Further, a method of making a photovoltaic cell involves forming p-type regions, n-type regions, and electrodes at a surface of a cell that is opposite to the light-receiving surface of the cell, and also attaching a heat sink at the surface opposite to the light-receiving surface. The heat sink may be adhered using an adhesive, or the heat sink may be attached by e.g. a solder layer on the heat sink or by laminating the heat sink to the cell using an intermediate polymer layer. The method may include incorporating heat-conducting channels within the photovoltaic cell, which channels are in thermal communication with the heat sink.
These and other devices and methods are disclosed herein.
A photovoltaic (“PV”) cell may be formed of amorphous silicon, polycrystalline silicon, single-crystal silicon, III-V semiconductors or other semiconductors or electroceramics, for instance. Such PV cells may therefore have a p-i-n structure, a p-n junction, or a heterojunction. Cells may have incorporated into them heat-conducting channels that aid in transferring heat into or out of the bulk material around the heat-conducting channels.
A portion of a PV cell 100 is depicted in
Cell 100 as illustrated in
A heat sink 150 resides at surface 120 of the cell depicted in
The heat sink illustrated in
Heat-conductive channels 180 within photovoltaic cell 100 have a thin electrical insulator layer 182 and rapidly conduct heat from the photovoltaic cell to platforms 170, where heat is distributed over a larger area and transfers into heat sink 150 for dissipation through base portion 152 and fins 154.
During operation, a photovoltaic cell absorbs a substantial amount of light that is not utilized to promote electrons to the conduction band. The absorbed light is converted to heat as phonons within the silicon lattice of the photovoltaic cell, and the cell temperature increases as a result. Energy conversion efficiency may decrease as the temperature of the PV cell increases, and therefore the power produced by the cell decreases as the cell warms throughout the day.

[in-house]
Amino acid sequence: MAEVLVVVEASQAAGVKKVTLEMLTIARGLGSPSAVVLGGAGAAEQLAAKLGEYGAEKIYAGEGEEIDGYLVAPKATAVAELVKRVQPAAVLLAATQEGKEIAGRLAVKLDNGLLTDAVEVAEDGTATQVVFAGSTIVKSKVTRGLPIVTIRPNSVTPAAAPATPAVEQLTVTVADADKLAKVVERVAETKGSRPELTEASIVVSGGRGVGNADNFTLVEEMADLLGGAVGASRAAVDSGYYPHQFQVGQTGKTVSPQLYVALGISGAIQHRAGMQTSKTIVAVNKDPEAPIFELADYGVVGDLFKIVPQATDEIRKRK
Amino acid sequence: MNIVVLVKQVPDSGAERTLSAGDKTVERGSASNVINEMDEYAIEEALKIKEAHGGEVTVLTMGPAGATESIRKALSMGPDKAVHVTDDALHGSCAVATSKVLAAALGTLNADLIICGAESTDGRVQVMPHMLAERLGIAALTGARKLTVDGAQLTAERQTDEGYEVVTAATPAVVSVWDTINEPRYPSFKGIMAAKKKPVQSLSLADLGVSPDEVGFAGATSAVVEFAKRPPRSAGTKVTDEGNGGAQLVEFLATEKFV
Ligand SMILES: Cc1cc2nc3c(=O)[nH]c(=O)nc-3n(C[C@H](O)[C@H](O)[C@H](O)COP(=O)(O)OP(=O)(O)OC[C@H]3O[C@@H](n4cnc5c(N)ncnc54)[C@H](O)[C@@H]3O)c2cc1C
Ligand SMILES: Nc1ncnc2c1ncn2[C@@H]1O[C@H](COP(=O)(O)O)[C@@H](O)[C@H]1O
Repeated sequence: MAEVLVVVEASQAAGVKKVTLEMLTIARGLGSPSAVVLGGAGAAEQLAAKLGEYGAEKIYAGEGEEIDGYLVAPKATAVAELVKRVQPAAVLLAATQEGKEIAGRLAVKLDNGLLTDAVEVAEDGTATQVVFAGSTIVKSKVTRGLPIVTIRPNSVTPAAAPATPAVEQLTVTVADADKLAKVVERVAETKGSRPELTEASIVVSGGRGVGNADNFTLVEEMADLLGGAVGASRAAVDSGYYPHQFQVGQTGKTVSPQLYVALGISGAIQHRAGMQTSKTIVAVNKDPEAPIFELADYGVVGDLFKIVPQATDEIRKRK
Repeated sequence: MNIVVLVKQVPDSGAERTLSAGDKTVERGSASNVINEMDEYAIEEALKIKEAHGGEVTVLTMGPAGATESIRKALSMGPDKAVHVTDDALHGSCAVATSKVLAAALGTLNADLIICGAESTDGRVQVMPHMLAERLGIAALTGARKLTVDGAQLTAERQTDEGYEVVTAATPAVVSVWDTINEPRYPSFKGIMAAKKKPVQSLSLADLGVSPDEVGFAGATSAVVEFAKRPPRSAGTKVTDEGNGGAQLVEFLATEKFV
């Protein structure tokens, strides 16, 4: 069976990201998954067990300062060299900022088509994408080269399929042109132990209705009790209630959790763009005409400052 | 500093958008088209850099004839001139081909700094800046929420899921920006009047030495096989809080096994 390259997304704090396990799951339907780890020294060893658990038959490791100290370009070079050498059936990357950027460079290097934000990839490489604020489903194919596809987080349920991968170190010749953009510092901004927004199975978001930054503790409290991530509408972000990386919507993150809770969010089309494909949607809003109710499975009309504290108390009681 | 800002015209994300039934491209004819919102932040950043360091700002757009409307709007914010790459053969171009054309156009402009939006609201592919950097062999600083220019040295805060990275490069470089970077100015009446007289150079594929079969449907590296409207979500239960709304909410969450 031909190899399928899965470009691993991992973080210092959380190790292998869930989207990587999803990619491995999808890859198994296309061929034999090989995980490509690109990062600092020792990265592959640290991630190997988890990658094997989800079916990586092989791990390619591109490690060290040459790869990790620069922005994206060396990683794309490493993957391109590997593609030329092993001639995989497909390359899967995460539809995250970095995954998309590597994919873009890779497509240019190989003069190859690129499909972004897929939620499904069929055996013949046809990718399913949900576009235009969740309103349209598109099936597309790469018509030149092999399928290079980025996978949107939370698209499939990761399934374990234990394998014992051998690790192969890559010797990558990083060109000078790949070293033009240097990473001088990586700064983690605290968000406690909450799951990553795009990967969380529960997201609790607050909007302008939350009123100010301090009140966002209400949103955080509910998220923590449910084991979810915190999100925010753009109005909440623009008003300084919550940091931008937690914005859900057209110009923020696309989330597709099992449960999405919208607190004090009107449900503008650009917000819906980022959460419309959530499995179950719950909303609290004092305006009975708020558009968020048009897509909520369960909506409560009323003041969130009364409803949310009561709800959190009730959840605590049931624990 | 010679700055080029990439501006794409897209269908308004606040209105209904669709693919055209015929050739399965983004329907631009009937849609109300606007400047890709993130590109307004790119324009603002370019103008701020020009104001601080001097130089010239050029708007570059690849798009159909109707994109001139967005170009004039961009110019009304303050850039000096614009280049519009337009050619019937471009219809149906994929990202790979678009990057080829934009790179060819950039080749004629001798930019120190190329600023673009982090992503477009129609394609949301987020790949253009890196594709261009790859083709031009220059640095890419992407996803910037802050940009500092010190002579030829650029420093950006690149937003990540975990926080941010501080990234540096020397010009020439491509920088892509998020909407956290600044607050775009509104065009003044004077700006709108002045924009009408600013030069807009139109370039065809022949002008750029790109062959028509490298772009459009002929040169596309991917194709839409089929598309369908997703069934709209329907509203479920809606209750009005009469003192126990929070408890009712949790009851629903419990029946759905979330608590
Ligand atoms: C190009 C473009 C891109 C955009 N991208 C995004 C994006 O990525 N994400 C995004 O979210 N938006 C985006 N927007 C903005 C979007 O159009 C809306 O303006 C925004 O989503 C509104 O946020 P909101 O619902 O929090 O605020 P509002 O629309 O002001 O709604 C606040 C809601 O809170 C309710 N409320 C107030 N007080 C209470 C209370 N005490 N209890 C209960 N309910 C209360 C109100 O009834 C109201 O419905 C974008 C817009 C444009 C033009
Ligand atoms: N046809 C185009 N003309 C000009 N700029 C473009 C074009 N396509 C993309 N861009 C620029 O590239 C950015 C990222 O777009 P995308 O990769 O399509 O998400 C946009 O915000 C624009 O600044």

The energy conversion efficiency of the cell at different temperatures may be calculated by maintaining the PV cell at the desired temperature and measuring power output and by using the following equation: η=(Pm/(E×Ac)), where Pm is maximum electrical power in watts, E is the input light irradiance in W/m2 (1000 W/m2 and spectrum AM 1.5 g) and Ac is the surface area of the solar cell in m2. A PV cell may exhibit approximately a 20% decrease or more in energy conversion efficiency from morning to noon due to temperature change.
Photovoltaic cell 100 can be maintained at a lower temperature than a comparative photovoltaic cell otherwise identical to photovoltaic cell 100 but lacking the heat conductive channels, platforms, and heat sink. Because of its lower temperature, photovoltaic cell 100 has higher efficiency than its comparative photovoltaic cell, and therefore photovoltaic cell 100 provides more power than its comparative cell provides at the same temperature.
For other types of PV cells, such as those made of amorphous silicon, the amount of power output over time may increase if the PV cells are maintained at a higher temperature. In these instances, the heat sink may be in thermal communication with a fluid that is hotter than the PV cell in order to heat the cell to improve its power output over time.
Module 200 may have a glass layer 240 residing above the light-receiving surfaces of PV cells. The cells may be attached to a grid 250 within frame 230, and one or more polymer layers or films may be laid down upon the back surfaces of the PV cells and optionally upon the base portion 222 of the heat sink to encapsulate and further protect the PV cells from a harsh ambient environment during use as well as to adhere base portion 222 to platforms of the PV cells and/or other surfaces of the back side of the PV cells.
A solar module may have a frame with mounting fixtures such as screw holes, tabs, and/or electrical connections that are suitable to mount the module in framework that is attached to a finished roof-top so that heat from the solar cells may be dissipated into ambient air. It is preferable for roof-top mounting that little or none of the frame of the module blocks the channels between fins so that relatively cool air may flow freely through the channels and past cooling fins.